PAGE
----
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A Toxics-Free Future


Press Release: Lebanon Plans to Dump Its Garbage on Africa or Middle East Neighbors

Beirut, Lebanon | Seattle, USA Sierra Leone just announced that they want no part of a reported deal that would send Lebanese household waste to the West African nation. Last month, the Government of Lebanon approved a plan to export many tons of household trash from Beirut and Mount Lebanon to an African or Middle-Eastern country. The global dumping plan has been denounced by local and international waste experts as not only likely illegal but also environmentally irresponsible.

Despite the opposition, Agriculture Minister Akram Chehayeb, chair of the ministerial committee in charge of the waste management plan, announced that the government has agreed to contract two international companies in accordance with local and international laws to export Lebanon's trash -- Howa BV from the Netherlands and Chinook Urban Mining International of the United Kingdom.

On 9 January, Lebanese newspaper As Safir reported that the Lebanese Foreign Ministry had already received clearance from the Government of Sierra Leone in West Africa to accept the Lebanese waste. But it was reported that after non-governmental organizations NGOs inquired, the Office of the President of Sierra Leone issued a statement* denying any such deal had been reached:

“Government wants to make it abundantly clear that it has not agreed to accept waste from Lebanon and has not authorised any official of state to convey approval to that effect. Government is fully aware of the danger posed by hazardous and nonhazardous waste and gives the full assurance that it will never expose the public to such long-term risks to health and the environment.”

According to Basel Action Network (BAN), an international waste trade watchdog organization, the scheme to export household garbage to Sierra Leone is illegal under the Basel Convention, a United Nations treaty that Lebanon ratified in 1994. The Basel Convention was created to prevent and control the trade in hazardous and household wastes.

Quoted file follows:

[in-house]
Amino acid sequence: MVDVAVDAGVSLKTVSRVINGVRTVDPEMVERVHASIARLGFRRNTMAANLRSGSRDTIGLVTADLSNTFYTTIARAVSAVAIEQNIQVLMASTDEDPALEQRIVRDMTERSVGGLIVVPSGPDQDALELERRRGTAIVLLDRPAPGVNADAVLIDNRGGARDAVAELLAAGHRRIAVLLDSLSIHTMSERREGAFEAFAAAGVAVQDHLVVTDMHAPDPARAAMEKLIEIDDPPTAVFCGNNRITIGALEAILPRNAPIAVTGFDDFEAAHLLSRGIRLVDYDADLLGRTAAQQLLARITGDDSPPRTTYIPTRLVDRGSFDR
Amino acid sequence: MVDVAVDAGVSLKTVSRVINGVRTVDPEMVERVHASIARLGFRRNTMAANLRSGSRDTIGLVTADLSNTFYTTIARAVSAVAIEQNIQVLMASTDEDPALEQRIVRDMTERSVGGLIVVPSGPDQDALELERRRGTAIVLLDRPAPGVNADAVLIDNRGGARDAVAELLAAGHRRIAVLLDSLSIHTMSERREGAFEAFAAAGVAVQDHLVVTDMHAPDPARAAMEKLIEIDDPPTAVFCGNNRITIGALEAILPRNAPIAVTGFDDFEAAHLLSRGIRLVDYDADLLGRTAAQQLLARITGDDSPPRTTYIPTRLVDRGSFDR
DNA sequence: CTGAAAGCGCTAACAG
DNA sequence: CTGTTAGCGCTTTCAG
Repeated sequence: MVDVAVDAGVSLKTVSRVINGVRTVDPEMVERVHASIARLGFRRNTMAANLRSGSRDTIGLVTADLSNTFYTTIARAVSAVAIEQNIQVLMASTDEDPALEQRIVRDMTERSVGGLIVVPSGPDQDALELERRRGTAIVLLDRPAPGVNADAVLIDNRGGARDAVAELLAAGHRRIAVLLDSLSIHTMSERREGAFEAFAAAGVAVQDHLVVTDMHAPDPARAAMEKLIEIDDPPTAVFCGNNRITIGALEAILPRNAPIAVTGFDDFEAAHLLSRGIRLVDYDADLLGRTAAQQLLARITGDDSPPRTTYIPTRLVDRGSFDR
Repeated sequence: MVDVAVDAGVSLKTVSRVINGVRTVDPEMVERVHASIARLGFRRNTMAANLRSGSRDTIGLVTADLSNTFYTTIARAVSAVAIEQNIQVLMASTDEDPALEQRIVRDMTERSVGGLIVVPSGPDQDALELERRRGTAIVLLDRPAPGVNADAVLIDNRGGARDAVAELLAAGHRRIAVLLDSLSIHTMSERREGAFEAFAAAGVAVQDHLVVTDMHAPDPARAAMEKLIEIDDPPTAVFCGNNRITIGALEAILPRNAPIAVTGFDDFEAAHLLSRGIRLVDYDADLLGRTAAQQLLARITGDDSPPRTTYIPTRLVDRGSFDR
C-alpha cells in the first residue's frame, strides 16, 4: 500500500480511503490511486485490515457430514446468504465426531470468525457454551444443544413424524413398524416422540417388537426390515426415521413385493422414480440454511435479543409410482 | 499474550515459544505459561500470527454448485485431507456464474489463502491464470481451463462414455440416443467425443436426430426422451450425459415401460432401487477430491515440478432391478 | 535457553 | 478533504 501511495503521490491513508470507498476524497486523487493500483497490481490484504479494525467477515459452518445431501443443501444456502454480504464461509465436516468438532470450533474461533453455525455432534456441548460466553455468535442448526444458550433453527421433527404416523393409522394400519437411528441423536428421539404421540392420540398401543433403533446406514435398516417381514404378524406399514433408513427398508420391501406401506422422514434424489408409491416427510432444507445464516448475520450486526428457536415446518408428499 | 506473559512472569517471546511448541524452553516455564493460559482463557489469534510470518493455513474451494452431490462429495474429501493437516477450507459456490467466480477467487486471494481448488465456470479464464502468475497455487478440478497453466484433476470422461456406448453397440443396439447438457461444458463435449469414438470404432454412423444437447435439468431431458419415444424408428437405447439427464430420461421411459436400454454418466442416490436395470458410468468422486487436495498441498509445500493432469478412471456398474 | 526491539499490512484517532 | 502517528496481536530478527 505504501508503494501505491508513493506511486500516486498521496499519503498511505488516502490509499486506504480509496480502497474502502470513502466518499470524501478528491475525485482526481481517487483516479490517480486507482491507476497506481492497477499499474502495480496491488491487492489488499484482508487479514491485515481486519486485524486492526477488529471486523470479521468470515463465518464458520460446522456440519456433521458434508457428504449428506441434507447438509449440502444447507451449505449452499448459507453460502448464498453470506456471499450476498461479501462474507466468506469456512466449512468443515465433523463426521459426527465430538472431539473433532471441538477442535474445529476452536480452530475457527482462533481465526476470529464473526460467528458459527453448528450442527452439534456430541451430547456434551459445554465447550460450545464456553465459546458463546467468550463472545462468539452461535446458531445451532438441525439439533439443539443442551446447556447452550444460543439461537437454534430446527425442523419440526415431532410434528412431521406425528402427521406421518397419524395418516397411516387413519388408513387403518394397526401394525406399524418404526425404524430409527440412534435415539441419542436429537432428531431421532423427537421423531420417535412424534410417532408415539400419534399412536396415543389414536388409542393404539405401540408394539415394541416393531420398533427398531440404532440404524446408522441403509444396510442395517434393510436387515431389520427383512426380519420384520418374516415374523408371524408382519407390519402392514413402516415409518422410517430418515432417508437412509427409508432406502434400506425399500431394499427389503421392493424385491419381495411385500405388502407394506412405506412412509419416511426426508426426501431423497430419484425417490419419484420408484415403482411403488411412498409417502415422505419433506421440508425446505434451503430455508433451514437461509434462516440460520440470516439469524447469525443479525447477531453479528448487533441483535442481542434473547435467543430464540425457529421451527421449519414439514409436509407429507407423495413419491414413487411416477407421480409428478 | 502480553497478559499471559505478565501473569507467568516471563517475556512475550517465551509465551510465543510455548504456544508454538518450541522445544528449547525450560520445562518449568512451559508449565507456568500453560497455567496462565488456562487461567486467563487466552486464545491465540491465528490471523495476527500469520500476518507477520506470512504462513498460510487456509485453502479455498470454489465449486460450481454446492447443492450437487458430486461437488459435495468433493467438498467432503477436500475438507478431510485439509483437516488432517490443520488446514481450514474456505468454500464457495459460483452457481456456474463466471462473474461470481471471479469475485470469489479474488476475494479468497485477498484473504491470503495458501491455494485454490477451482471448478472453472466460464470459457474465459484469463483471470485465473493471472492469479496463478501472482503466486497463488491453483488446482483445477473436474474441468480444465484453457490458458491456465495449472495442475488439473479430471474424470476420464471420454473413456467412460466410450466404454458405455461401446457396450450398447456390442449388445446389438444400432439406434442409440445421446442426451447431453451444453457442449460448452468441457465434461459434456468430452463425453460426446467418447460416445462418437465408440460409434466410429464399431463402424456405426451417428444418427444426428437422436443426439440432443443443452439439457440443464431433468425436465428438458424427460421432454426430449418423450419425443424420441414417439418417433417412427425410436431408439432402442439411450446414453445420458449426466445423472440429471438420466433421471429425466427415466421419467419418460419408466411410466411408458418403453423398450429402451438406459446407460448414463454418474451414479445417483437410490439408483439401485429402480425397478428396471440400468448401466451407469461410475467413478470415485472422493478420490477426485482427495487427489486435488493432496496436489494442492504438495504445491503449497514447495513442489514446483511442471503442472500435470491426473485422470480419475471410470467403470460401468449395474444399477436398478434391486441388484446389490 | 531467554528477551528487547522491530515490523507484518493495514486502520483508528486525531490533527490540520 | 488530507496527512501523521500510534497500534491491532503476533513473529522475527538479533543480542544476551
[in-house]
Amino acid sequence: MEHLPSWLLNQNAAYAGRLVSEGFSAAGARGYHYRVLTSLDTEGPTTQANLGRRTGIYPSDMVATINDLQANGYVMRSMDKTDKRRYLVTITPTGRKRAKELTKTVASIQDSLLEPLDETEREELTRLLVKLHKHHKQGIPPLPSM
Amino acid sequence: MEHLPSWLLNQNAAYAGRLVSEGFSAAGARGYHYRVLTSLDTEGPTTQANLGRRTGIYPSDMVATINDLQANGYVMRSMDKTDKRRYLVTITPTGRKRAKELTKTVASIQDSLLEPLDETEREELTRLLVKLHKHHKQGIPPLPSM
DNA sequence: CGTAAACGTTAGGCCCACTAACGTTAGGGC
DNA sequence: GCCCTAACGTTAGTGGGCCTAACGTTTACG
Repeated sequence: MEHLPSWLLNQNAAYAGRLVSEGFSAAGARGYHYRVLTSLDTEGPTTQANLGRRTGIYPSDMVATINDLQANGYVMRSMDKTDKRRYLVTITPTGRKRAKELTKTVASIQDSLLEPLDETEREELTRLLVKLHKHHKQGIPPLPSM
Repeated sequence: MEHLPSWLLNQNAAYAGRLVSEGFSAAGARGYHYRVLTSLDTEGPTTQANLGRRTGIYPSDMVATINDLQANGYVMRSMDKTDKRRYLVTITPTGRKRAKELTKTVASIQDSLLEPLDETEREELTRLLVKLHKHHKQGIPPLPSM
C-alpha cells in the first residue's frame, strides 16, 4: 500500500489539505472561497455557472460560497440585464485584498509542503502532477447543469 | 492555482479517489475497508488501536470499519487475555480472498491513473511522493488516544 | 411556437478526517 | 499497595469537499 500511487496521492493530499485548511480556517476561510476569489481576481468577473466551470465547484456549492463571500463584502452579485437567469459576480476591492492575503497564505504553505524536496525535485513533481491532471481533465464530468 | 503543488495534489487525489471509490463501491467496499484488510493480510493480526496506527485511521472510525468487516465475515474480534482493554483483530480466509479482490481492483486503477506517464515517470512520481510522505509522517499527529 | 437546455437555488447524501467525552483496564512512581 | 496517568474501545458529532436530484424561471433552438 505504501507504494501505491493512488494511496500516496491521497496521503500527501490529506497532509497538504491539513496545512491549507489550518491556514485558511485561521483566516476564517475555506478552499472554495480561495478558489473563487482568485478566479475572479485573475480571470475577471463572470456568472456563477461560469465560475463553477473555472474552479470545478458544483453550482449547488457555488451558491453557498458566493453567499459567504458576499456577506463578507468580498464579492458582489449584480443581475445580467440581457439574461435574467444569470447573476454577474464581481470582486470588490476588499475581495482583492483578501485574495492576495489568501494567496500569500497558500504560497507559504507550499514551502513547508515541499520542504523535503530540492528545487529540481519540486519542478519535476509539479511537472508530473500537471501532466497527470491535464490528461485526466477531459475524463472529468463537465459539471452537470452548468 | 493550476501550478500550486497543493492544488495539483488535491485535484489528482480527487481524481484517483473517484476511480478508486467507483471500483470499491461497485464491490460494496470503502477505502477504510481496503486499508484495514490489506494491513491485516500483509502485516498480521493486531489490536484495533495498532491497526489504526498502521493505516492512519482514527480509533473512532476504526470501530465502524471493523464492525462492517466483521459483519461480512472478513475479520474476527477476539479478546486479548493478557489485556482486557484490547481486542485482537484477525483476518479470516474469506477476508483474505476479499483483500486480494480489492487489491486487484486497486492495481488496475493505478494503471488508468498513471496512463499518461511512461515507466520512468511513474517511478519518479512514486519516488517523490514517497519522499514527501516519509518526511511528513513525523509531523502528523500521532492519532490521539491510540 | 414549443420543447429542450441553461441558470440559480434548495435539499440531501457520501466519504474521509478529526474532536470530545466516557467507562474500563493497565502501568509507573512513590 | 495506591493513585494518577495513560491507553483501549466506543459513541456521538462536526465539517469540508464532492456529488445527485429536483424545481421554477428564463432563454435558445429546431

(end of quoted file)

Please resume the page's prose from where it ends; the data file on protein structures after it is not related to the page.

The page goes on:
“It appears that the officials in Beirut are being misled by fast-talking waste brokers,” said BAN Executive Director Jim Puckett. “The export of household waste is strictly controlled by the Basel Convention whether it is hazardous or not. Lebanon might wish to read the treaties they have signed.”

Sierra Leone is not a Party to the Basel Convention; thus, it is off-limits to waste exportation under the terms of the convention. Further, the African Union’s Bamako Convention forbids the import of household waste into the entire continent from outside the continent.

“Africa is not going to look kindly on schemes of this kind, they are a throwback to an earlier and ugly chapter in history,” said Gilbert Kuepouo from the IPEN West African Regional Hub in Cameroon. “We applaud Sierra Leone for rejecting the money and saying no to Lebanon.”

Apart from legal matters, waste experts around the world consider it irresponsible in today’s world to dump one’s garbage on other nations. Toxic pollution networks around the world, like BAN and IPEN, hope to convince Lebanon to rethink the decision, yet they remain on full alert to prevent Lebanon from dumping its waste elsewhere. These global networks strongly support all states and communities fighting global waste dumping attempts of this kind. Because of the Bamako Convention, it is feared that Lebanon might turn to a nearby middle-eastern country, such as Yemen, United Arab Emirates or Jordan.

Ironically, it was in large part due to Italian waste traders dumping of 16,000 barrels of Italian hazardous industrial waste in Lebanon in 1988 that led to the creation of the Basel Convention. Today, Lebanon is engulfed in a household waste collection and management crisis of their own making.

“It’s extremely embarrassing that our government is looking to dump its problem on others,” said Naji Kodeih of Lebanese environmental organization IndyACT. “We in Lebanon are fully capable of managing our own waste through minimization programs and safe domestic recycling. It’s not rocket science. Any responsible government will work with communities to create jobs through zero waste programs at home, rather than seeking global hiding places for their trash.”

For more information:
Dr. Naji Kodeih, IndyACT, Lebanon. Phone: +961 3 315326, e-mail:
Jim Puckett, Basel Action Network (BAN), USA. Phone: +1 (206) 652-5555. e-mail:
Gilbert Kuepouo, IPEN West African Regional Hub in Cameroon. E-mail: Phone: +237 77202271

BAN : The global waste trade watchdog seeks to prevent the global waste dumping, and to implement the Basel Convention and Basel Ban Amendment,

IndyACT : 'the League of Independent Activists' is a Lebanon-based environmental organization

IPEN : is a global network of over 700 public interest organizations in 100 countries working to eliminate toxic substances. twitter: @ToxicsFree

*[Copy of Sierra Leone Press Statement]